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1 hour ago, forestofemptiness said:

 

WTF? :lol:

TL;DR it please? 

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Posted (edited)
1 hour ago, dwai said:

TL;DR it please? 

 

Basically, it is a step-by-step to go from qi ball to the "qigong state of mind" so you can "swim."  Sort of a back door, cheater's way. :lol:

Edited by forestofemptiness
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1 hour ago, forestofemptiness said:

 

Basically, it is a step-by-step to go from qi ball to the "qigong state of mind" so you can "swim."  Sort of a back door, cheater's way. :lol:

I like Rasmus' videos -- it is more-or-less congruent with Temple style methods (except for his hermetics descriptions)...

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1 hour ago, dwai said:

I like Rasmus' videos -- it is more-or-less congruent with Temple style methods (except for his hermetics descriptions)...

 

I like his lo-fi, to-the-point approach. One of the early "spiritual" books I bought was Initiation into Hermetics. There was a joke about it online, because it was supposed to be a gradual, step-by-step program. But then you look at it, and it was like "Step 1: Become Perfect at Meditation." :lol:

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1 hour ago, forestofemptiness said:

I also found this to be helpful:

 

 

https://www.longrivertaichieng.org/peng-and-jin.html

Yes, that's what we're taught in Temple style as well. Abandon strength. haha even with the way my brothers and I do fajin, my Sifu laughs because we like to put a little "oomph" at the end. It is very hard to give up using physical strength. The worst of the lot (at doing that) are those who have cultivated hard martial skills over the years -- that's why when training internal martial arts, it is a good idea to eschew all other external martial arts or strength training until a certain level of proficiency is developed. 

 

BTW, when my Sifu bounced me for the first time, it was like how Rick Barrett described in his book. It was his fingertips lightly touching my chest, and then the next thing I know is I'm peeling off the front door of his home several feet away -- all I felt was fingers, wall and my mind couldn't comprehend anything in between. It was as if I was suspended in midair and the earth rotated and hit me in the back. :D  

 

He was standing on the edge of a staircase leading down to his basement, with his heels hanging precariously close to the edge. When he did that, I was afraid that this "frail 65-yr old man" might topple backward to his basement. And then he told me, "make as strong a stance as you can". I braced myself...and flew away...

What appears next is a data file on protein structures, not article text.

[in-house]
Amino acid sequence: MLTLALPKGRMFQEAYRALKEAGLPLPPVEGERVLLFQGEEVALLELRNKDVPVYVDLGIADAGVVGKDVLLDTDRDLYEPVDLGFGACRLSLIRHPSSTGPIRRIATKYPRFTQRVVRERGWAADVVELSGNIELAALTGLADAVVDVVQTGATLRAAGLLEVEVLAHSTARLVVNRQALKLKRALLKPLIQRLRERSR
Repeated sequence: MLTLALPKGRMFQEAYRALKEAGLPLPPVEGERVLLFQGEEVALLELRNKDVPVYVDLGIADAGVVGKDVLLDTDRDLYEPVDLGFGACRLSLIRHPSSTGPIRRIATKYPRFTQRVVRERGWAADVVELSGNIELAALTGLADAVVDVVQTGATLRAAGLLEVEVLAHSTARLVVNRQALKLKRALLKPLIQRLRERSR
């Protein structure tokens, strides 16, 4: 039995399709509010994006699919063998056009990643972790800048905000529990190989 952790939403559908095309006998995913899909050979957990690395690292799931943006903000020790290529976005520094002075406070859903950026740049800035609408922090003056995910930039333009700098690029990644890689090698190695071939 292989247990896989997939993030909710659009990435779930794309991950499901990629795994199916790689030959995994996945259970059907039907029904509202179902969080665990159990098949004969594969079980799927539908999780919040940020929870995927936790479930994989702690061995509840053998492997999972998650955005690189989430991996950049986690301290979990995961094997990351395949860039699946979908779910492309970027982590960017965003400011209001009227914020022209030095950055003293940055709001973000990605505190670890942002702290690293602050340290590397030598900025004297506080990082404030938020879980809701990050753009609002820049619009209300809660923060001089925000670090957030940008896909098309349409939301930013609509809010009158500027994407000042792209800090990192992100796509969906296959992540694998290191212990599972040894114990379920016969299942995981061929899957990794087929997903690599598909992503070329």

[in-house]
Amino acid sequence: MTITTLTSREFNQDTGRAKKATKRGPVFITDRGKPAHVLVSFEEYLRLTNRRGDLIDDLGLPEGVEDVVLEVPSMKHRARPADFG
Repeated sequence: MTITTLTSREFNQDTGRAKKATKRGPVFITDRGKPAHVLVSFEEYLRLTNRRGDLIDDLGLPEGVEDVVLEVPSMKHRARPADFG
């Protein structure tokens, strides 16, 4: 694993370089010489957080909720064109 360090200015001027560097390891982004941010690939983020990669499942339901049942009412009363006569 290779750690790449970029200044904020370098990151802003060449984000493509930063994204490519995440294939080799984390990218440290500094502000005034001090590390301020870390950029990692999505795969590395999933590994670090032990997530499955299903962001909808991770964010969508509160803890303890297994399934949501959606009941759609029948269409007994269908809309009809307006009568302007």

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7 hours ago, dwai said:

Yes, that's what we're taught in Temple style as well. Abandon strength. haha even with the way my brothers and I do fajin, my Sifu laughs because we like to put a little "oomph" at the end. It is very hard to give up using physical strength. The worst of the lot (at doing that) are those who have cultivated hard martial skills over the years -- that's why when training internal martial arts, it is a good idea to eschew all other external martial arts or strength training until a certain level of proficiency is developed. 

 

It all seems like quaint metaphors and lovely expressions until--- it doesn't. Quite literal. 

 

There are certainly levels of skill. On the one hand, there is an element of body alignment, physical mechanics, and physics, such as using the ground for leverage. Some teachers become very skilled at this physical level. But the level where you can distort perceptions or control movements with barely or no contract is another level. It sounds so phony and ridiculous until-- it doesn't. :lol:

 

 

 

 

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59 minutes ago, forestofemptiness said:

 

It all seems like quaint metaphors and lovely expressions until--- it doesn't. Quite literal. 

exactly! It literally is what they (the masters) say...how they describe it and how it works. 

59 minutes ago, forestofemptiness said:


 

There are certainly levels of skill. On the one hand, there is an element of body alignment, physical mechanics, and physics, such as using the ground for leverage. Some teachers become very skilled at this physical level. But the level where you can distort perceptions or control movements with barely or no contract is another level. It sounds so phony and ridiculous until-- it doesn't. :lol:

 

Yes that’s why critics ridicule it as “woo woo”... until they are on the receiving end. 

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Posted (edited)
13 hours ago, dwai said:

Yes that’s why critics ridicule it as “woo woo”... until they are on the receiving end. 

 

To be fair there is also a lot of "woo woo" nonsense out there as well, IME. 

Edited by forestofemptiness

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2 hours ago, forestofemptiness said:

 

To be fair there is also a lot of "woo woo" nonsense out there as well, IME. 

Fair enough :) 

 

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